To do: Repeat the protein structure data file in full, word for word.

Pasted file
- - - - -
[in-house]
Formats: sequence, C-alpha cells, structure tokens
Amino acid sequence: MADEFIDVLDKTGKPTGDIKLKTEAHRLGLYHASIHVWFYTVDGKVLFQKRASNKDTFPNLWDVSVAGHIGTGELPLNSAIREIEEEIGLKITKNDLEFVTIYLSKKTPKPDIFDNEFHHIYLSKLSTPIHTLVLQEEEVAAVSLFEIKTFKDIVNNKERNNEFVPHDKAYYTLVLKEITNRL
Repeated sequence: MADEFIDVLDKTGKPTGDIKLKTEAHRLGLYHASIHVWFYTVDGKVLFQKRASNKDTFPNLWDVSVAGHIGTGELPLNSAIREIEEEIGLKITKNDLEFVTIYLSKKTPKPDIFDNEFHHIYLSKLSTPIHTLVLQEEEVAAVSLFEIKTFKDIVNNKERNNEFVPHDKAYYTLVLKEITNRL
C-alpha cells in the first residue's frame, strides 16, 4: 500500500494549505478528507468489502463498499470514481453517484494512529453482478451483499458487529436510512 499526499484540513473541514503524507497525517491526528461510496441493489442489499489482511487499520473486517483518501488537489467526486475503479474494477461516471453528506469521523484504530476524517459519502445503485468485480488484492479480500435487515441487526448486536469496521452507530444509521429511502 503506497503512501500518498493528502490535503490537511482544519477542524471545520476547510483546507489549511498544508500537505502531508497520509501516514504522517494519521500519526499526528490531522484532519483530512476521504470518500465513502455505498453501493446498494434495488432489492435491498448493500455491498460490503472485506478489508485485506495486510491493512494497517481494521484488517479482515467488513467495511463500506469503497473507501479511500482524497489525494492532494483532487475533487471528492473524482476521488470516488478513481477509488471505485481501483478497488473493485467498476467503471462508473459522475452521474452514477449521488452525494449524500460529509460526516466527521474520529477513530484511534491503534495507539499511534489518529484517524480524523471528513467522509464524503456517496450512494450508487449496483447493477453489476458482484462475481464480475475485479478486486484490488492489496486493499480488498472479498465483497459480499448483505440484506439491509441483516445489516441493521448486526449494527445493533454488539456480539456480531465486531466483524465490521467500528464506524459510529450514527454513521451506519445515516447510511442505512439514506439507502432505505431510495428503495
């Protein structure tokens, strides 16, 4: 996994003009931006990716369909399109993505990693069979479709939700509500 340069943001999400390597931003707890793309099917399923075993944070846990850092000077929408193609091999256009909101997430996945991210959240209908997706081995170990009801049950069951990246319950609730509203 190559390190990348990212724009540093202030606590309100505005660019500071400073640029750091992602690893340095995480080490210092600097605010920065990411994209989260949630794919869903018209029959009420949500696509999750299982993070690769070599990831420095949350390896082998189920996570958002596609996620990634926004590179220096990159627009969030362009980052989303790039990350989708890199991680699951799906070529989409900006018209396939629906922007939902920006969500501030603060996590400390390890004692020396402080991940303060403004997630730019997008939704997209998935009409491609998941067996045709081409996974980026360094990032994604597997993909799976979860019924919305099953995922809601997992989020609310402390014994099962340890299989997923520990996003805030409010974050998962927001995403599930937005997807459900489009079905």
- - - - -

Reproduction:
[in-house]
Formats: sequence, C-alpha cells, structure tokens
Amino acid sequence: MADEFIDVLDKTGKPTGDIKLKTEAHRLGLYHASIHVWFYTVDGKVLFQKRASNKDTFPNLWDVSVAGHIGTGELPLNSAIREIEEEIGLKITKNDLEFVTIYLSKKTPKPDIFDNEFHHIYLSKLSTPIHTLVLQEEEVAAVSLFEIKTFKDIVNNKERNNEFVPHDKAYYTLVLKEITNRL
Repeated sequence: MADEFIDVLDKTGKPTGDIKLKTEAHRLGLYHASIHVWFYTVDGKVLFQKRASNKDTFPNLWDVSVAGHIGTGELPLNSAIREIEEEIGLKITKNDLEFVTIYLSKKTPKPDIFDNEFHHIYLSKLSTPIHTLVLQEEEVAAVSLFEIKTFKDIVNNKERNNEFVPHDKAYYTLVLKEITNRL
C-alpha cells in the first residue's frame, strides 16, 4: 500500500494549505478528507468489502463498499470514481453517484494512529453482478451483499458487529436510512 499526499484540513473541514503524507497525517491526528461510496441493489442489499489482511487499520473486517483518501488537489467526486475503479474494477461516471453528506469521523484504530476524517459519502445503485468485480488484492479480500435487515441487526448486536469496521452507530444509521429511502 503506497503512501500518498493528502490535503490537511482544519477542524471545520476547510483546507489549511498544508500537505502531508497520509501516514504522517494519521500519526499526528490531522484532519483530512476521504470518500465513502455505498453501493446498494434495488432489492435491498448493500455491498460490503472485506478489508485485506495486510491493512494497517481494521484488517479482515467488513467495511463500506469503497473507501479511500482524497489525494492532494483532487475533487471528492473524482476521488470516488478513481477509488471505485481501483478497488473493485467498476467503471462508473459522475452521474452514477449521488452525494449524500460529509460526516466527521474520529477513530484511534491503534495507539499511534489518529484517524480524523471528513467522509464524503456517496450512494450508487449496483447493477453489476458482484462475481464480475475485479478486486484490488492489496486493499480488498472479498465483497459480499448483505440484506439491509441483516445489516441493521448486526449494527445493533454488539456480539456480531465486531466483524465490521467500528464506524459510529450514527454513521451506519445515516447510511442505512439514506439507502432505505431510495428503495
């Protein structure tokens, strides 16, 4: 996994003009931006990716369909399109993505990693069979479709939700509500 340069943001999400390597931003707890793309099917399923075993944070846990850092000077929408193609091999256009909101997430996945991210959240209908997706081995170990009801049950069951990246319950609730509203 190559390190990348990212724009540093202030606590309100505005660019500071400073640029750091992602690893340095995480080490210092600097605010920065990411994209989260949630794919869903018209029959009420949500696509999750299982993070690769070599990831420095949350390896082998189920996570958002596609996620990634926004590179220096990159627009969030362009980052989303790039990350989708890199991680699951799906070529989409900006018209396939629906922007939902920006969500501030603060996590400390390890004692020396402080991940303060403004997630730019997008939704997209998935009409491609998941067996045709081409996974980026360094990032994604597997993909799976979860019924919305099953995922809601997992989020609310402390014994099962340890299989997923520990996003805030409010974050998962927001995403599930937005997807459900489009079905």